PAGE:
And – please note: simulation is there of course, often completed with code coverage.
‘The FPGA engineer who does not simulate at all’ appears to be just a myth today…

3) There is no notable difference between designers using FPGA as a target technology and those using FPGA as a prototyping technology- except for:

– Equivalence checking -and:
– UVM
… which seem to have a very limited adoption among the ‘pure FPGA players’.

In a later post, we’ll further analyze the results of our survey. We have shown which techniques are currently used for debug and verification.

Of course, the million dollar question is whether FPGA engineers are satisfied with this situation or if they are in need of improvements… Stay tuned.

Thank you for reading.
– Frederic

FPGA debug and verification is different

FPGA ‘debug and verification’ is different

Back in May, we had the pleasure speak and exhibit at a gathering of UK’s NMI (National Microelectronics Institute) titled: ‘FPGA: What next after flicking the switch?’.

The topic of the day was all about what happened after we get to download a design into a live FPGA. When we release Reset and hold our breath… ?

Those interested can download our slides from here

One of the (provocative?) subjects was:

Why is FPGA verification different from ASIC/SoC verification?

Interestingly this month, EE Journal’s Kevin Morris provided an answer in his review of the 52nd DAC: ‘Why verify?’. Kevin Morris says:

There is a common theme in the verification world that FPGA designers play too fast and loose, and that they don’t have proper respect for the verification process. IC designers have enormous verification budgets, capable teams, and sophisticated tools. The simple truth is that fear, not design complexity, drives the advancement of advanced verification methodologies.

I could not agree more.

Without the fear of loosing a gigantic amount of money if an ASIC is not properly verified and debugged, the EDA industry wouldn’t be able to produce (and sell!) all the advanced technologies used by ASIC and SoC designers today.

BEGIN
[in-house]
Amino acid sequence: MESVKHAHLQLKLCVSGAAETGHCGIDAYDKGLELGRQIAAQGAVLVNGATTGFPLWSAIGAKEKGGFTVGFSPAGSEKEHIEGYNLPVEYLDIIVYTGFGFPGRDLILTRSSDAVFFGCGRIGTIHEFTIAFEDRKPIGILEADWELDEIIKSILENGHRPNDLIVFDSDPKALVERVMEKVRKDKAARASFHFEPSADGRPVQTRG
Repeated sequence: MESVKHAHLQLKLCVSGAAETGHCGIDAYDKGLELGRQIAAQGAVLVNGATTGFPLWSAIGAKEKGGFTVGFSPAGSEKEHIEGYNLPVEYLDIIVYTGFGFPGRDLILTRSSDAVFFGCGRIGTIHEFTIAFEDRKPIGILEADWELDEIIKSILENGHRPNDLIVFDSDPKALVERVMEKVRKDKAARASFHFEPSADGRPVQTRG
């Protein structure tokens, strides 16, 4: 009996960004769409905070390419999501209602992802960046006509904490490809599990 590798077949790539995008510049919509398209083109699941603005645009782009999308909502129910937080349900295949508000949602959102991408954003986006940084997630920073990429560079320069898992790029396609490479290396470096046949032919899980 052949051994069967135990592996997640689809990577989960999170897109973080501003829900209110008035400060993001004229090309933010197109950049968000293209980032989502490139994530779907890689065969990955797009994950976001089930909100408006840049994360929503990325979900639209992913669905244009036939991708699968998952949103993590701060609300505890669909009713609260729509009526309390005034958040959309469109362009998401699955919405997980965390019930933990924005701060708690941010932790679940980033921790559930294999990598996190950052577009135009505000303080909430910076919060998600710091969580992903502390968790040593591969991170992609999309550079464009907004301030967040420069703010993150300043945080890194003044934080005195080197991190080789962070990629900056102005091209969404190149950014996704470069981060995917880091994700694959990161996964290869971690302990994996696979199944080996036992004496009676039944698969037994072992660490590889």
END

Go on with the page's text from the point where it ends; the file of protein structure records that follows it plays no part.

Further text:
Like I said in a previous post: ‘It is a question of economics’.

Does this mean that there is no innovation in the FPGA design flow?

Of course not.

At Yugo Systems, we are convinced that FPGA design is different from ASIC and SoC design. For that reason, the FPGA design flow must be improved with tools, software and methodologies dedicated to FPGA. Attempting to use ASIC and SoC tools as ‘out of the box’ solutions for FPGA is the clear path to misfits and frustrations.

In order to get to know better about your specific aspirations in FPGA design, verification and debug, we invite you this month to take a short survey.

We’d be very happy if you could spend 5 minutes on it. If you participate and enter your contact information, you’ll have a chance to win a $100 Amazon gift card.

Click here to take the survey.

Thank you.

– Frederic

Long live Exostiv Labs!

Streaming bits

Long live Exostiv Labs!

So here we are. Exostiv Labs (formerly Yugo Systems) has started. Those of you who are familiar with Byte Paradigm (www.byteparadigm.com) already know that we have 10 years of business behind us. Quite some time dedicated to FPGA & System design AND Test and Measurement.

So, why Exostiv Labs – what is it and why now?

Exostiv Labs focuses on providing innovative debug & verification tools to the FPGA design community. We believe that FPGA (or Programmable Logic, ‘HIPPS’, or whatever they are called) has got its own constraints and economics. FPGA has become one of the most complex type of chip available for digital systems. Yet, the tools provided to the FPGA engineering community have failed to scale with the FPGA technology. The first and main problem in FPGA debug is observability– that is, the ability to understand the system’s behaviour from what you can observe of it.

Observability is the first target

Observability is in the roots of Exostiv Labs.

We choose our name to reflect what we think is biggest issue of FPGA debug: visibility and the need to see more – ultimately everything.
The other questions are more extensively developed in our latest white paper ‘FPGA verification tools need an upgrade’. You can download it from the link below.

Thank you for reading.

– Frederic